Surprisingly, the most visited is Bobby the dog’s grave, located at the cemetery gate. Skye Terrier 14 years lived at the grave of his master buried there, not leaving his post for a minute.

Bobby the Sky Terrier's grave.

Many Scots believe in mysticism, and ghosts in different places in Scotland – a phenomenon often even documented: Greyfriars Cemetery in Edinburgh was no exception. For example, one of the most “documented” ghosts in the world is a certain Bloody John, who in his lifetime was called John Mackenzie, and who worked in Covenant Prison. Mackenzie not only imposed many death sentences, but often carried them out himself, “taking part” in the extermination of over 18,000 people.

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It is difficult to say whether he became a ghost as a punishment or as a reward. Mackenzie willed to bury himself in this very cemetery, so that after his death he could “look after” his victims buried there as well. According to those who had an encounter with Red John, the ghost is extremely aggressive – many after the meeting could “boast” of bruises, abrasions and cuts, and some – even fractures, which, incidentally, occurred in front of tourists and were also documented.

Administration of the cemetery even closed it to visitors for a while, but tourists are curious people, and the presence of “aggressive ghost” attracts them here even more. Therefore, before visiting Greyfriars, tourists are read instructions on what to do when meeting with Bloody John.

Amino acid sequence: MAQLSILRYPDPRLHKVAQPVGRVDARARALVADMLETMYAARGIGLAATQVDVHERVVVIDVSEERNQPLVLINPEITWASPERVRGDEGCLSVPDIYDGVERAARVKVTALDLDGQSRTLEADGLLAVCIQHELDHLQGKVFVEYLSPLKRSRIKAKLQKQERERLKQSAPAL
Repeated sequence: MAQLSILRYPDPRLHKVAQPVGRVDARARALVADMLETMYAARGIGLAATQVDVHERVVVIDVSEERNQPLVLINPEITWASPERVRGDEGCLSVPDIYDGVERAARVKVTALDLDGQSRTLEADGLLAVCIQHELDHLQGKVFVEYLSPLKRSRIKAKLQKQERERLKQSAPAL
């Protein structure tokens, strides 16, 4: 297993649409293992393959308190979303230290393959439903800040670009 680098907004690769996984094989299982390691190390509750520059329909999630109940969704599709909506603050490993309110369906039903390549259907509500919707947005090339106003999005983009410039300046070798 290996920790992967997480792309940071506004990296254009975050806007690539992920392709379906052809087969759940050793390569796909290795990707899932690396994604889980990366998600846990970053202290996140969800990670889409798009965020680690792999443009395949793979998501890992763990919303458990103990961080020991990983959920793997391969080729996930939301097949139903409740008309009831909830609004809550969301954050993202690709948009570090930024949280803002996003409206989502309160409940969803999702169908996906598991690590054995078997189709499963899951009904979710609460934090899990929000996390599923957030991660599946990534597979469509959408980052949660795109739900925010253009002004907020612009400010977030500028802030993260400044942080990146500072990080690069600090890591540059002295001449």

Apart from him, other ghosts are to be found here, just as vicious as they are friendly. Most, unusually, are to be found in the southern part of the pogost.

The entourage here is spooky.

The local church deserves a separate mention. It is the oldest structure outside of Old Edinburgh. It is famous for being the first Presbyterian church to have a stained-glass window and an organ. Services are held there on Sundays.

Church

A Cemetery in Literature

Those who have already been to Greyfriars Cemetery in Edinburgh know exactly where Tom Riddle’s grave is – which, we recall, was originally the name of Voldemort. To visit this grave every year comes a lot of fans of the series about Harry Potter. And the explanation for this fact is very simple: Joan Rowling often visited this cemetery in search of inspiration, and the names for some of her characters simply rewrote from the tombstones.

How to visit the landmark?

Greyfriars Cemetery is open daily, except Sundays, from 10:30 a.m. to 4:30 p.m. (fee to visit). You can walk to Grayfriars from Waverley Bridge Station (journey time is about 10 minutes) and Lothian buses (routes 2, 23, 27 and 35).